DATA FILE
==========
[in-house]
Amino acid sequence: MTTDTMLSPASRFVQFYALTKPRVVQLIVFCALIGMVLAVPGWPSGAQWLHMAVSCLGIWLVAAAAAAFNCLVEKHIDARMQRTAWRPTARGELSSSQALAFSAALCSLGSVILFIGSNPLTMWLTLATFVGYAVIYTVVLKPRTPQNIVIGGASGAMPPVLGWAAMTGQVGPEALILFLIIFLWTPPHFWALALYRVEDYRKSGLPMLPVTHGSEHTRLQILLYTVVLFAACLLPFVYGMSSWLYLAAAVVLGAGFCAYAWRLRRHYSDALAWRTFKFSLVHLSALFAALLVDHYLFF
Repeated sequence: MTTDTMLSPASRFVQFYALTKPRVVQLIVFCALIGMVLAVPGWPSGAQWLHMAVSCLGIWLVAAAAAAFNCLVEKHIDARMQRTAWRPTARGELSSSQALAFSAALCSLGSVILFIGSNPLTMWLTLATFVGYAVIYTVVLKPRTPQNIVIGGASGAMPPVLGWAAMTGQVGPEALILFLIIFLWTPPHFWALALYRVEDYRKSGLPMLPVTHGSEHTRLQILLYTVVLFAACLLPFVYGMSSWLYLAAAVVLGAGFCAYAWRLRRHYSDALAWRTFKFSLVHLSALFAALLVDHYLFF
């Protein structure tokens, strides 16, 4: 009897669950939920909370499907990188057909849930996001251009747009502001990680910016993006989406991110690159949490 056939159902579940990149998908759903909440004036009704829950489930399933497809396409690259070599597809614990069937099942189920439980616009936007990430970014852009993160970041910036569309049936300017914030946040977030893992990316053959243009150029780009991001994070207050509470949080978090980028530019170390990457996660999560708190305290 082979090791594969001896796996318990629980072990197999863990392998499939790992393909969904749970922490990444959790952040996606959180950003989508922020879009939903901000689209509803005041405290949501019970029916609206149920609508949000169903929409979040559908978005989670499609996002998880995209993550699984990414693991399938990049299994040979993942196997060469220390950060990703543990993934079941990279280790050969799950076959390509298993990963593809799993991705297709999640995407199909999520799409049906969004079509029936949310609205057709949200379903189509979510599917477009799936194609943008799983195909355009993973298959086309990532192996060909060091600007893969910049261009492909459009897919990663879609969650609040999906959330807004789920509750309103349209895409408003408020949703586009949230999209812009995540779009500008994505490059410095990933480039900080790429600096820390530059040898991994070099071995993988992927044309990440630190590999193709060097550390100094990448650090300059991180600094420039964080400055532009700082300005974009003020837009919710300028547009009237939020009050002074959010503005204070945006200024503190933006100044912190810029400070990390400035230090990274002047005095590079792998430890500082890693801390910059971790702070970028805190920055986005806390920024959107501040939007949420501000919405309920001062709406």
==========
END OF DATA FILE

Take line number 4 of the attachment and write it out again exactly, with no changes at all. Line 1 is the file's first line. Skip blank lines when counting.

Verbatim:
């Protein structure tokens, strides 16, 4: 009897669950939920909370499907990188057909849930996001251009747009502001990680910016993006989406991110690159949490 056939159902579940990149998908759903909440004036009704829950489930399933497809396409690259070599597809614990069937099942189920439980616009936007990430970014852009993160970041910036569309049936300017914030946040977030893992990316053959243009150029780009991001994070207050509470949080978090980028530019170390990457996660999560708190305290 082979090791594969001896796996318990629980072990197999863990392998499939790992393909969904749970922490990444959790952040996606959180950003989508922020879009939903901000689209509803005041405290949501019970029916609206149920609508949000169903929409979040559908978005989670499609996002998880995209993550699984990414693991399938990049299994040979993942196997060469220390950060990703543990993934079941990279280790050969799950076959390509298993990963593809799993991705297709999640995407199909999520799409049906969004079509029936949310609205057709949200379903189509979510599917477009799936194609943008799983195909355009993973298959086309990532192996060909060091600007893969910049261009492909459009897919990663879609969650609040999906959330807004789920509750309103349209895409408003408020949703586009949230999209812009995540779009500008994505490059410095990933480039900080790429600096820390530059040898991994070099071995993988992927044309990440630190590999193709060097550390100094990448650090300059991180600094420039964080400055532009700082300005974009003020837009919710300028547009009237939020009050002074959010503005204070945006200024503190933006100044912190810029400070990390400035230090990274002047005095590079792998430890500082890693801390910059971790702070970028805190920055986005806390920024959107501040939007949420501000919405309920001062709406």